Functions are useful for lots of reasons – they help you organize the layout of what you’re doing to make it easy to read and follow, which just as important as the actual technical inner workings of what you are doing; you’ll spend way more time re-reading and trying to understand your code than you ever spend creating it!. But functions also help you spot what kind of data you need in different parts of what you are doing. One to the classic issues any programmer faces is managing data (see above!) – if you can’t figure out what inputs and outputs you need for a function that’s a sure sign you don’t quite grasp the real problem yet.
Sometimes there are functions without inputs or without outputs (never without both, however!) A no-input function just does gives you some data back – for example, maybe it generates a random message text. A no-output function usually does something to existing objects - maybe it adds an item to a list, or sets a property on some Unreal actor.
Which gets us to the last big concept: state. State is the current status of all the data in a program. That might be something really simple – in a little program that grabs information from an http server the ‘state’ might just be the address of the server, the name of a file on disk you want to dump the information to, and maybe an optional stored password that you might have given the program to access the website. In something big – like a character controller in Unreal – the state is all of the data that defines the situation – everything from the current game mode to the character’s position in the world to the whether or not the character has a health bar over his head.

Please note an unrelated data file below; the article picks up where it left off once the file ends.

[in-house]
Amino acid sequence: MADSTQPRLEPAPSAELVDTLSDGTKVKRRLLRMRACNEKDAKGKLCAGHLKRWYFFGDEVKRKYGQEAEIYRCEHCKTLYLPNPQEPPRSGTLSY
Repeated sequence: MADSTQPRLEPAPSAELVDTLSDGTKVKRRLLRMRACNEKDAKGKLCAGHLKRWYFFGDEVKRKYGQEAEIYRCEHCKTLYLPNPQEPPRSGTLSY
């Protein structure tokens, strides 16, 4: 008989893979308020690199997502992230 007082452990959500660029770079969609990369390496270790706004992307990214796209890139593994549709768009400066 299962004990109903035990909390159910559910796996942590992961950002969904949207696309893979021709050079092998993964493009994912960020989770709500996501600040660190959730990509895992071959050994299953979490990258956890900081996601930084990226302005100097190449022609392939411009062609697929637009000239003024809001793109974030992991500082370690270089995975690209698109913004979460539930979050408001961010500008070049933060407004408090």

John Carmack – the guy behind Quake and Doom – once said in his understated way that “all bugs come from the state of the program not being quite what you think it is”. Once you leave the realm of the trivial example, everything is about managing state. Some of that is simple stuff: When you spawn an enemy, you manage it’s ‘state’ by positioning it in a good place, by making sure it has health and ammunition, by turning on its AI, and so on. But if you make some object that has to live for a while – say, you attach a blueprint of your own design to an object to make it rotate in place – then you have to make sure you understand the state of both the Unreal object you’re using and any data you are hanging on to. For example, you might want your thing to rotate slowly at first and then speed up – you’ll need to save the current speed somewhere and then keep track of it. You might have a function that adds or removes speed from the rotation … so what happens if the rotation speed gets set below zero? Does it just stop? Does it rotate in the other direction? Are you dividing a number by the speed – since math does not allow division by zero, that will be a problem.
Because confusion about state is the root of most bugs, you need to pay attention to both the data and the functions that use the data to make sure your state is as simple as possible. The more things you’re trying to manage, the harder life becomes. So making programs or blueprints is usually an iterative process of subdividing what you’re doing into small, simple chunks without a lot of state. At each level of what you’re doing you want to be able to see and understand the parts you’re looking at – once you are having trouble, it’s probably time to see if you can partition the problem a little bit.
A lot of the time the right way to break up the problem is to create a little sub-universe of data and functions that work on that data. Programmers usually call that a ‘class’ or a ‘struct’ – basically it’s a way of grouping some information and some functions that work on that information together. Classes are an organizational tool – you can do most of what you need to do without them – but they are a big help in keeping the chaos at bay.
There’s obviously a lot more: every environment – whether it’s a blueprint or a script running in Maya , or a huge monster program with 3 million lines of code like Unreal – has its own special rules and gotchas. But basically you need break things down to the four basic concepts. You’ve got logic that decides what to do and data that your logic uses. Typically you bundle that logic up into functions that do one job at a time to keep from going crazy. The sum total of all your data and the way your functions use that data is your state – changing any part of the state changes the behavior of the whole system.
Hope that helps…